The brolgas are dancing in the dust in the space between the front verandah of the Blue Heeler Hotel and the Matilda Highway. They are bold and unafraid of people, walking right through the open door and into the bar if they are not chased out, and scavenging for any dropped scraps.
It is late afternoon, and I’ve settled in on the verandah after a long drive. The arrival of the brolgas is a daily event the locals don’t bat an eyelid at… but for tourists it’s a great novelty and the cameras click furiously.
The Blue Heeler is the lone pub in the tiny town of Kynuna, a 1860s staging post for Cobb and Co. coaches. The hotel was built in 1889 and is still a good spot to stop over if you’re driving between Mt Isa and Winton.
One of Kynuna’s claims to fame is its links with “Waltzing Matilda”. Folklore has it that the owner of nearby Dagworth Station, Bob Macpherson, told Banjo Paterson about the suicide of the shearer Samuel Hoffmeister beside the Combo Waterhole. It is said he had a last drink at the Blue Heeler.
This story inspired Paterson to write “Waltzing Matilda”. A sign on the wall declares the Blue Heeler to be the place where the song was first performed (but try telling that to the people of Winton, who claim that piece of history for their own pub, the North Gregory Hotel).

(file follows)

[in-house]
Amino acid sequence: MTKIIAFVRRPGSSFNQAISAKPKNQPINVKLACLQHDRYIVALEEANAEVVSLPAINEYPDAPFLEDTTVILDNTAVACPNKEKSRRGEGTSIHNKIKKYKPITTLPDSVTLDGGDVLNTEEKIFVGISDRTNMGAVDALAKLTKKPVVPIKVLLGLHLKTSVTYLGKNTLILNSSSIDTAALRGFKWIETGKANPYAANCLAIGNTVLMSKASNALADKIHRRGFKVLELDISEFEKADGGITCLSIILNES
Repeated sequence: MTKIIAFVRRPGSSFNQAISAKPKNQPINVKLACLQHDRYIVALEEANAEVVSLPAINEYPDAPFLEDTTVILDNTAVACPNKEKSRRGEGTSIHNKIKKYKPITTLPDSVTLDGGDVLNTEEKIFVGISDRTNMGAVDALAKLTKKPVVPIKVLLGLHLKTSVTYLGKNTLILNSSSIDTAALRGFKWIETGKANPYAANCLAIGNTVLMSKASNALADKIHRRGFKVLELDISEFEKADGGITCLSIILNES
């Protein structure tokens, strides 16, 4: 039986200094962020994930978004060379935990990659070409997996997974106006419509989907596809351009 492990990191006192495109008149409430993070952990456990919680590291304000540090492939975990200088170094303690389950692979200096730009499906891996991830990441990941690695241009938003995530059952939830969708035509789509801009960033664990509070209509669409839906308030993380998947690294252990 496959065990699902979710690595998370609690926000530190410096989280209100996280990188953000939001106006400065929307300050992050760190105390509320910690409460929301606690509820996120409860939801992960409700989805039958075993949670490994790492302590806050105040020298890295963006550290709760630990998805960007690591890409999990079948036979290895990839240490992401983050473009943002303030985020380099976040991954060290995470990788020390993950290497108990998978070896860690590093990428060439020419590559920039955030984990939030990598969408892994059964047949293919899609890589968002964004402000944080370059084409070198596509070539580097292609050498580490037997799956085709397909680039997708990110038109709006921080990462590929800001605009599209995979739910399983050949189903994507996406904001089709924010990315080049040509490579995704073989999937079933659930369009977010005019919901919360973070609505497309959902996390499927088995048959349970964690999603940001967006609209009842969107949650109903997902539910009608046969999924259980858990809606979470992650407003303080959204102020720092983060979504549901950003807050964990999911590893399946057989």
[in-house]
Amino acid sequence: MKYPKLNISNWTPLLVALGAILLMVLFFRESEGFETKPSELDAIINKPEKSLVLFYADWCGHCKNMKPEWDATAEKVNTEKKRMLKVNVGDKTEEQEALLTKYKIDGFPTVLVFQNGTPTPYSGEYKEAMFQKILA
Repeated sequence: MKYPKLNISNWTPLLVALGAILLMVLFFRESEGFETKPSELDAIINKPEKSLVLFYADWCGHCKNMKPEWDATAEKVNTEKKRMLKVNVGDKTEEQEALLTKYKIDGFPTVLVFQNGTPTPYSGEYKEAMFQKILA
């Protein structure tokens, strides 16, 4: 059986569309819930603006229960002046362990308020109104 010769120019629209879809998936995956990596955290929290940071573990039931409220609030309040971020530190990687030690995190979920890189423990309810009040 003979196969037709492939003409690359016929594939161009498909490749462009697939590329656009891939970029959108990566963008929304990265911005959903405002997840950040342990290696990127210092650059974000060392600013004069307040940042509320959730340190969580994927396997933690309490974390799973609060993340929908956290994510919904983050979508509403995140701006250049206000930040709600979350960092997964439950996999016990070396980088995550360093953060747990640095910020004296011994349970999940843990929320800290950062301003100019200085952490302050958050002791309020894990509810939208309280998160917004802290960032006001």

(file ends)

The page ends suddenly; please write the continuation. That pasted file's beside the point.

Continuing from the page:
Visitors to the Blue Heeler are wont to leave a piece of themselves behind, scrawling messages, names and dates – along with the odd original verse – that cover almost every bit of the interior walls. There are also hats, shirts and other mementos pinned up.
The main bar runs between a pool room and the dining room. In the pool room, beyond the red felt of the table, is a large brick fireplace donated by R.M. Williams for the pub’s centenary.
A guillotine window between the bar and the dining room is a direct link with Paterson’s stories of his time here. In the story Golden Water he wrote of watching the Macphersons pass champagne through the window to the union shearers after the burning of the woolshed, in a gesture that ended the conflict in September 1891. In the dining room an upright piano still stands ready for someone – anyone – to play a tune. No prizes for guessing which is the most attempted!
When the sun goes down, I move inside and country hospitality is immediately evident. Seeing me eating alone, a couple invite me to join them and soon we’re swapping life stories.
If, like me, you’re looking for a place to break your road trip, there’s basic accommodation at the back of the pub. Six ‘motel-style’ rooms have ensuites, new beds and bedding, flat screen TVs with satellite reception, and air conditioning. There are also ten single-bed dongers and a caravan park next door.
As for the brolgas, as dusk nears they simply fly away into the distance, in the direction of the river and the waterhole. But tomorrow’s visitors can be almost certain they’ll be back.
You can check out more of Lee’s pub reviews in the book Great Australian Pubs (Explore Australia).